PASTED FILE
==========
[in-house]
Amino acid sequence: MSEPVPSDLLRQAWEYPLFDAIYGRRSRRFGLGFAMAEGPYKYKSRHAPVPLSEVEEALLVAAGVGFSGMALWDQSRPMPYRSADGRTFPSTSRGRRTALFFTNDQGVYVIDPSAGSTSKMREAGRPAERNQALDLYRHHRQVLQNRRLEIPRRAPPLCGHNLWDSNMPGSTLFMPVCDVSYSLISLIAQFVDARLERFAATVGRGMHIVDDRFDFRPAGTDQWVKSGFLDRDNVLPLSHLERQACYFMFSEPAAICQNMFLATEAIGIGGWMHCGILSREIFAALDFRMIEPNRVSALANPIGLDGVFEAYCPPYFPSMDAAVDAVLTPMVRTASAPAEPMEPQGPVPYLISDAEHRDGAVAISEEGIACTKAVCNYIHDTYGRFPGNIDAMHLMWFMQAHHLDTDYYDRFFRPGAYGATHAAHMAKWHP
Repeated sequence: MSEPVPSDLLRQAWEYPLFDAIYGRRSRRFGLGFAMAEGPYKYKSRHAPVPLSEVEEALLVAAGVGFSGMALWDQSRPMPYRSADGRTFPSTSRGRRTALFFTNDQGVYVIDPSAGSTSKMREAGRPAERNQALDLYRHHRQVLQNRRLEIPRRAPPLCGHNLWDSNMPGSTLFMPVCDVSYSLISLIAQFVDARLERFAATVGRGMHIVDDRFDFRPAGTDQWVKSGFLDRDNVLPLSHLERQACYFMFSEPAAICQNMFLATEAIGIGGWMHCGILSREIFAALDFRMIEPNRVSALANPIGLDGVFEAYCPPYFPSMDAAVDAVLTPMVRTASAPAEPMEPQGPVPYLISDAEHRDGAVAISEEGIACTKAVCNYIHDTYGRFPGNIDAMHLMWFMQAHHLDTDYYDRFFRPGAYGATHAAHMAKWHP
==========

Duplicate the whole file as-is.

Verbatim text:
[in-house]
Amino acid sequence: MSEPVPSDLLRQAWEYPLFDAIYGRRSRRFGLGFAMAEGPYKYKSRHAPVPLSEVEEALLVAAGVGFSGMALWDQSRPMPYRSADGRTFPSTSRGRRTALFFTNDQGVYVIDPSAGSTSKMREAGRPAERNQALDLYRHHRQVLQNRRLEIPRRAPPLCGHNLWDSNMPGSTLFMPVCDVSYSLISLIAQFVDARLERFAATVGRGMHIVDDRFDFRPAGTDQWVKSGFLDRDNVLPLSHLERQACYFMFSEPAAICQNMFLATEAIGIGGWMHCGILSREIFAALDFRMIEPNRVSALANPIGLDGVFEAYCPPYFPSMDAAVDAVLTPMVRTASAPAEPMEPQGPVPYLISDAEHRDGAVAISEEGIACTKAVCNYIHDTYGRFPGNIDAMHLMWFMQAHHLDTDYYDRFFRPGAYGATHAAHMAKWHP
Repeated sequence: MSEPVPSDLLRQAWEYPLFDAIYGRRSRRFGLGFAMAEGPYKYKSRHAPVPLSEVEEALLVAAGVGFSGMALWDQSRPMPYRSADGRTFPSTSRGRRTALFFTNDQGVYVIDPSAGSTSKMREAGRPAERNQALDLYRHHRQVLQNRRLEIPRRAPPLCGHNLWDSNMPGSTLFMPVCDVSYSLISLIAQFVDARLERFAATVGRGMHIVDDRFDFRPAGTDQWVKSGFLDRDNVLPLSHLERQACYFMFSEPAAICQNMFLATEAIGIGGWMHCGILSREIFAALDFRMIEPNRVSALANPIGLDGVFEAYCPPYFPSMDAAVDAVLTPMVRTASAPAEPMEPQGPVPYLISDAEHRDGAVAISEEGIACTKAVCNYIHDTYGRFPGNIDAMHLMWFMQAHHLDTDYYDRFFRPGAYGATHAAHMAKWHP